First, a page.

Preferred velocities for a given application vary according to the powder type. For some powders a low pressure unit will generate a sufficient velocity to achieve the required adhesion, porosity or deposition efficiency. For aluminium powder (which is a preferred species of particle in the present methods) a low pressure system may achieve the desired outcome if operated at its upper limits. However, it is more typical for a high pressure unit to be used in the present methods.

The skilled artisan is enabled to adapt a cold spray method to be operable in the context of the present methods. For example, where a particular hardness is required in the consolidated metal layer relatively simple particle impact models as applied to empirical models for flow stress and hardness may result in useful predications of the hardness resulting from a cold spray metallic powder deposition. In particular, reference is made to the modelling of Champagne et al (Modelling Smul. Mater. Sfai. Eng. 18 (2010) 06501 1 (8pp)). These authors show that strain hardening of cold sprayed deposits is a result of the flattening of the particles as they impact and bond with the surface. Particle impact velocity is the principle controlled parameter of the cold spray process, where particle velocity and material properties determine particle flattening. A constitutive model often used for high strain rate deformation is that of Jbhnson and Cook [5]. This model includes strain hardening, strain rate hardening and thermal softening effectsduring deformation.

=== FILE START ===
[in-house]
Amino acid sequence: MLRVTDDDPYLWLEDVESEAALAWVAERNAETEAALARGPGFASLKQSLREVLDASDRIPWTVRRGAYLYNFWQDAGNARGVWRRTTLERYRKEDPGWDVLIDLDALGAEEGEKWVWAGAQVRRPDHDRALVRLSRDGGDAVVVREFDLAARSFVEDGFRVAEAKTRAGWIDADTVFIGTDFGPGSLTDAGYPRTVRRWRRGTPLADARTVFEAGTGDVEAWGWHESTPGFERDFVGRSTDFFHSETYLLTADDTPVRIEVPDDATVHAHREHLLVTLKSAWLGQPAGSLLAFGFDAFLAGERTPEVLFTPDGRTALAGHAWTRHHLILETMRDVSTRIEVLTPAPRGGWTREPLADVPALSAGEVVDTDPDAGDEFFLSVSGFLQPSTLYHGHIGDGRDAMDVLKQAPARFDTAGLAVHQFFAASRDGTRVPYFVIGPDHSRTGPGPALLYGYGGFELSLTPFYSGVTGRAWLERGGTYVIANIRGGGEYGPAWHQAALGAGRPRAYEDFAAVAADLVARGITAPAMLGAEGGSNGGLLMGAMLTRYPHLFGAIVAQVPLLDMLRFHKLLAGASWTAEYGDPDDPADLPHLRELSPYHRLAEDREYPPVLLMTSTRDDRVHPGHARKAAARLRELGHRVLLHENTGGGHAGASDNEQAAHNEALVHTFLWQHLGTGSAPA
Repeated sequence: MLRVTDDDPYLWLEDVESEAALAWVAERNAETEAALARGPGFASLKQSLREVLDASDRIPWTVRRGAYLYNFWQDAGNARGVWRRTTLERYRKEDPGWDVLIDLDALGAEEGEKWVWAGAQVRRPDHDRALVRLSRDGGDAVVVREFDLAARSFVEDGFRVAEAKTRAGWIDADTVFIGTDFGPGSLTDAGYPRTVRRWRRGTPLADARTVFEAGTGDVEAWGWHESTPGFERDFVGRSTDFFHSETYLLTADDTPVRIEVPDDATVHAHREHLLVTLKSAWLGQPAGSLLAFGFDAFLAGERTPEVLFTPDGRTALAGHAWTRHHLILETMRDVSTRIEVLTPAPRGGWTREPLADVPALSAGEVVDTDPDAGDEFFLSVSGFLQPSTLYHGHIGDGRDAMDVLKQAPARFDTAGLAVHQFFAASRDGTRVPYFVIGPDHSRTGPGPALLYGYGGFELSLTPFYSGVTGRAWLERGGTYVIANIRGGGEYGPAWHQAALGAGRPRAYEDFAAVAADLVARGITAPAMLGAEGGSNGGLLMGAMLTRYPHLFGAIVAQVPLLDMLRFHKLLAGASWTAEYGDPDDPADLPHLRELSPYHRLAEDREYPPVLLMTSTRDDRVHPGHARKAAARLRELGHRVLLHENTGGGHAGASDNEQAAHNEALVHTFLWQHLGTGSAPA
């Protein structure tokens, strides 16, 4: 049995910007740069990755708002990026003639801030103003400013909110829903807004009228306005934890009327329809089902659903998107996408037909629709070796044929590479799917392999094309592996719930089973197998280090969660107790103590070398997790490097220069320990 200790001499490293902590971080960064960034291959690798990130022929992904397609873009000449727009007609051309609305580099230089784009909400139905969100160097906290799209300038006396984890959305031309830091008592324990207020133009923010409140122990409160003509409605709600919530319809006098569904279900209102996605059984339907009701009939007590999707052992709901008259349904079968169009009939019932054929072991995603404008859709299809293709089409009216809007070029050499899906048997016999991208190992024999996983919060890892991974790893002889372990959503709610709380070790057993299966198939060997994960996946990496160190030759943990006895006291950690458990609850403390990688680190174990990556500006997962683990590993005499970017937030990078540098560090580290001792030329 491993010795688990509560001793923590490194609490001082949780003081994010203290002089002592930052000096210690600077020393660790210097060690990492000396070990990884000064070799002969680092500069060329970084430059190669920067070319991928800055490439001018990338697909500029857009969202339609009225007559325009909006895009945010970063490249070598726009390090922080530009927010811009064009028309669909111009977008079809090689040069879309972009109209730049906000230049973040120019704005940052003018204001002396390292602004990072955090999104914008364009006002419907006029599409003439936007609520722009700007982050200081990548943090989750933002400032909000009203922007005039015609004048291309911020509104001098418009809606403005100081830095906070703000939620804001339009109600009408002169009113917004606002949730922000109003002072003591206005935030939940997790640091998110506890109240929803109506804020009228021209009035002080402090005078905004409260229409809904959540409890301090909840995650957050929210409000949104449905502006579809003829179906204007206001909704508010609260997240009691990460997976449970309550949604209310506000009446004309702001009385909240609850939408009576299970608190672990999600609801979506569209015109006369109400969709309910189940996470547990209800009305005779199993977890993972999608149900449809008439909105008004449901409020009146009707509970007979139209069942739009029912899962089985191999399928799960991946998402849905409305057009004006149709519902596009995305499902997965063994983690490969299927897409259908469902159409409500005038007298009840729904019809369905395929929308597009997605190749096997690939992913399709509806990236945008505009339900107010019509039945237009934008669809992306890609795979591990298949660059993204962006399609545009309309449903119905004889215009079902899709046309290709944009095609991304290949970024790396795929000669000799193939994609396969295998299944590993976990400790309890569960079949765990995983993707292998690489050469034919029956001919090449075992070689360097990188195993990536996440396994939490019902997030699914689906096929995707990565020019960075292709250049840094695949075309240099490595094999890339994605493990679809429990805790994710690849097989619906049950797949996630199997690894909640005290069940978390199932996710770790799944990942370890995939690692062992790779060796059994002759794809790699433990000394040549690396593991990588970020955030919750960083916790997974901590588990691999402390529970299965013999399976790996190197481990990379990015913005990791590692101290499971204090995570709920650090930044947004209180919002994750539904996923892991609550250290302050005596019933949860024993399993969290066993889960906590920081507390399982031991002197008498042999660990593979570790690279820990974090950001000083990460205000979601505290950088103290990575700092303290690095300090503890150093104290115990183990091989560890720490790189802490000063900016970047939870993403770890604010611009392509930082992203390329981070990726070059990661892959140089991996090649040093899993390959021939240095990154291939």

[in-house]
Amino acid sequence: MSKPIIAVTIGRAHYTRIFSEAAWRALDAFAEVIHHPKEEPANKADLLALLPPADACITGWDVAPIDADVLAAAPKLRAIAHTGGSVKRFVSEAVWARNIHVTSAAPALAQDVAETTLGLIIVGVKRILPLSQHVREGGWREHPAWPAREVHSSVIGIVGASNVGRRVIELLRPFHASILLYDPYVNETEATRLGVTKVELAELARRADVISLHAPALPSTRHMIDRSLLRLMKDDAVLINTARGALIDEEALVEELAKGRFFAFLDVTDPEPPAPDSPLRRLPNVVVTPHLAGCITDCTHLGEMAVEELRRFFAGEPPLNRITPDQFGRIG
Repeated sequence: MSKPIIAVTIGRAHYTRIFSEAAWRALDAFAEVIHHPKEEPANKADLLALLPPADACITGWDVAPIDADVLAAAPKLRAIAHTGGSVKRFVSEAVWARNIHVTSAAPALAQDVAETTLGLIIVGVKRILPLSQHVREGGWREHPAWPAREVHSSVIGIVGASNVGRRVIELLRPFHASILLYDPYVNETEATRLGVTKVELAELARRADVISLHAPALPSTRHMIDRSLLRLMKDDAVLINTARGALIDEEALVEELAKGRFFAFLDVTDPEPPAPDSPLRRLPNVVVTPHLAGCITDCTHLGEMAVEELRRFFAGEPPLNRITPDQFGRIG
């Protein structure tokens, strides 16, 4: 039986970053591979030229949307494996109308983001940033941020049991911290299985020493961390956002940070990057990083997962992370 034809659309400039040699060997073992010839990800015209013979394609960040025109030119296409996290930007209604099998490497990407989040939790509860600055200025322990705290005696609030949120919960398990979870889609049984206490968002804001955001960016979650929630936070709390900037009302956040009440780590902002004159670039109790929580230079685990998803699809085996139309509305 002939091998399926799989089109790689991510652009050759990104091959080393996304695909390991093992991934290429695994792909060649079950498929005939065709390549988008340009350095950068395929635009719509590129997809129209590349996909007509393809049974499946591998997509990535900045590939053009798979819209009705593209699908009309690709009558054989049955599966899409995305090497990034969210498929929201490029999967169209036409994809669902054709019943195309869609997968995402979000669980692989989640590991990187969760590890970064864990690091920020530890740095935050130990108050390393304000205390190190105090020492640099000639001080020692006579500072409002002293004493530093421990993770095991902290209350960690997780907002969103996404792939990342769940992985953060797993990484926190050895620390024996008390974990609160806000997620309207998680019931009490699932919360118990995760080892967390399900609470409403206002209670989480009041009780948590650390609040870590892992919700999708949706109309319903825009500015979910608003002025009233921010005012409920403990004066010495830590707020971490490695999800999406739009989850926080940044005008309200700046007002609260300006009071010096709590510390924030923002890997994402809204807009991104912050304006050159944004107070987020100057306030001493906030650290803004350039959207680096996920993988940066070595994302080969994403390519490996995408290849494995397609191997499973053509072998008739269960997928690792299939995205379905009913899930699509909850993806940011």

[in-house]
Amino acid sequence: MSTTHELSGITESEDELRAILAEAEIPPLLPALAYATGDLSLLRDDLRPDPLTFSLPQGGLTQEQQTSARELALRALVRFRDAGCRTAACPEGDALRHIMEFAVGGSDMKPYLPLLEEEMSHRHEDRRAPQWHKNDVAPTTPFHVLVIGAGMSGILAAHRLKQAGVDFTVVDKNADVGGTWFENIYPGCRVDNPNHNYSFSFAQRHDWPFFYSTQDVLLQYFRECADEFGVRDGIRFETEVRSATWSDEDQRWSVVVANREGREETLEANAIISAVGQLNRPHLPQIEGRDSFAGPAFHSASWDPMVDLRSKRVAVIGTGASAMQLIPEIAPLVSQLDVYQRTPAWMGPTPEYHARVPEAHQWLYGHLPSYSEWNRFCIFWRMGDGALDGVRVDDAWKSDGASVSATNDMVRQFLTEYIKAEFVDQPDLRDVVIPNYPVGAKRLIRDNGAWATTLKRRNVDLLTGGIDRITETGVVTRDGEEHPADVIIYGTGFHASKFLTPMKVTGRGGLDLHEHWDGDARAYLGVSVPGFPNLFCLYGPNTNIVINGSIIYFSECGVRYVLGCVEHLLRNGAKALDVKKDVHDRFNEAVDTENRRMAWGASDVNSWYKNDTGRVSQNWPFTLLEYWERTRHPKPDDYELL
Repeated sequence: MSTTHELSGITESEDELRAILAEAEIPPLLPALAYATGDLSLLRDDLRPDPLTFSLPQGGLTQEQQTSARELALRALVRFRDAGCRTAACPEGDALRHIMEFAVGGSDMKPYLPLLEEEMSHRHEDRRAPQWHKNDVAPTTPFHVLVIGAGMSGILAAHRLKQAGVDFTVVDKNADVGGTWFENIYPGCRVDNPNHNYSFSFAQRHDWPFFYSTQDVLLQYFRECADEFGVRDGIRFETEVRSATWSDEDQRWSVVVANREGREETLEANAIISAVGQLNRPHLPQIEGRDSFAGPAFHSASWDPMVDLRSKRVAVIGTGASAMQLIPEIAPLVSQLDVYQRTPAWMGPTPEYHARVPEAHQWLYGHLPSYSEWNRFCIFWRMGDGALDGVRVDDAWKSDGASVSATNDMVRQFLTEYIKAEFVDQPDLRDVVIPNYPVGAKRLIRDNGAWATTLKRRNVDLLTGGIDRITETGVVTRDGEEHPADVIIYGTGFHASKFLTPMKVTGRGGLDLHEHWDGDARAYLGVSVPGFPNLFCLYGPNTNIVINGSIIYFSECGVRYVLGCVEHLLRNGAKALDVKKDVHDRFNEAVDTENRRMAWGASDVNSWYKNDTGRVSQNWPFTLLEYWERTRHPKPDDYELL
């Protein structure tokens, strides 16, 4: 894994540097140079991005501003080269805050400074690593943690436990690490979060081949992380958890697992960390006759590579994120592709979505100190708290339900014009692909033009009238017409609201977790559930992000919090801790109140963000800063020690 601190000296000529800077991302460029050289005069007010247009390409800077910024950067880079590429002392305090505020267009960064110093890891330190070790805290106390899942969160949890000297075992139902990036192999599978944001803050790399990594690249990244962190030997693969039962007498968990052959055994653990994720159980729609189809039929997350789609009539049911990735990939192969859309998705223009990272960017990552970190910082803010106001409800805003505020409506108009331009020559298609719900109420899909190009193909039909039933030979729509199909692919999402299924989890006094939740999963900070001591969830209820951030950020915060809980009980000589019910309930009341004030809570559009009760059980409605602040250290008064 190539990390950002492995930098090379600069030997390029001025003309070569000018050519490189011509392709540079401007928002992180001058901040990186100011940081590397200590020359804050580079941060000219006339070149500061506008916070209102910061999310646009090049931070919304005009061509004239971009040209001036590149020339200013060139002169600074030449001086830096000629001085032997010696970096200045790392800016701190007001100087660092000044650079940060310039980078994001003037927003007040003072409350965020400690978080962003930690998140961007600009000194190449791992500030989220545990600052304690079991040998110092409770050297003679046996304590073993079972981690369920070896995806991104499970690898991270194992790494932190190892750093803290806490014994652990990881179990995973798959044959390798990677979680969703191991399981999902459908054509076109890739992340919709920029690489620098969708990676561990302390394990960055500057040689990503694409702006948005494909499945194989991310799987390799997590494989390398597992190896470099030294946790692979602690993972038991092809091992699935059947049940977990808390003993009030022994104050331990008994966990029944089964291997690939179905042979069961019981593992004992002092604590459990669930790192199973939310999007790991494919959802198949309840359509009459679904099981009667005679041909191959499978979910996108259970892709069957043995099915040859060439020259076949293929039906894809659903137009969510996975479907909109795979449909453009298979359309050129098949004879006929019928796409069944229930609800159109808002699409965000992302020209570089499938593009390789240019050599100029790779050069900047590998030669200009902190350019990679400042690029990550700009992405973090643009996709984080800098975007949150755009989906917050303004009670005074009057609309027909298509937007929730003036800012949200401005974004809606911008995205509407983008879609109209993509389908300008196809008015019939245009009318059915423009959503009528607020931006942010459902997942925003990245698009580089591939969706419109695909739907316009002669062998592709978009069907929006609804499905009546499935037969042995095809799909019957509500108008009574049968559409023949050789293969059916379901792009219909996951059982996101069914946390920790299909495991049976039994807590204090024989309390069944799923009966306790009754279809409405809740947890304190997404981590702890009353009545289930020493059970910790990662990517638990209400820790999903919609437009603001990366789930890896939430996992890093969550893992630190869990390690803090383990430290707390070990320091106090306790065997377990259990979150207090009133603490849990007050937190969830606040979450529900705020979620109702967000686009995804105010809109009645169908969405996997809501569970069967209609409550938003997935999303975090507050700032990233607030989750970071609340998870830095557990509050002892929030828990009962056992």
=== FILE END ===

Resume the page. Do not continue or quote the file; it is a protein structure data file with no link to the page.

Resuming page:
A number of variables may be routinely manipulated to achieve a desired outcome for a particular application. While not all variables must necessarily be considered to achieve a desired outcome, some of which may be considered include the following non-limiting parameters: a. Substrate material

i. Type

ii. Condition

iii. Surface Finish b. Powder

i. Material Type

ii. Material Condition

iii. 3ze

iv. Shape c. Application Nozzle

i. Material Type

ii. Nozzle Shape d. Carrier Gas

i. Type

e. Deposition Parameters

i. Gas input pressure ii. Gas expansion temperature

iii. Deposition flow rates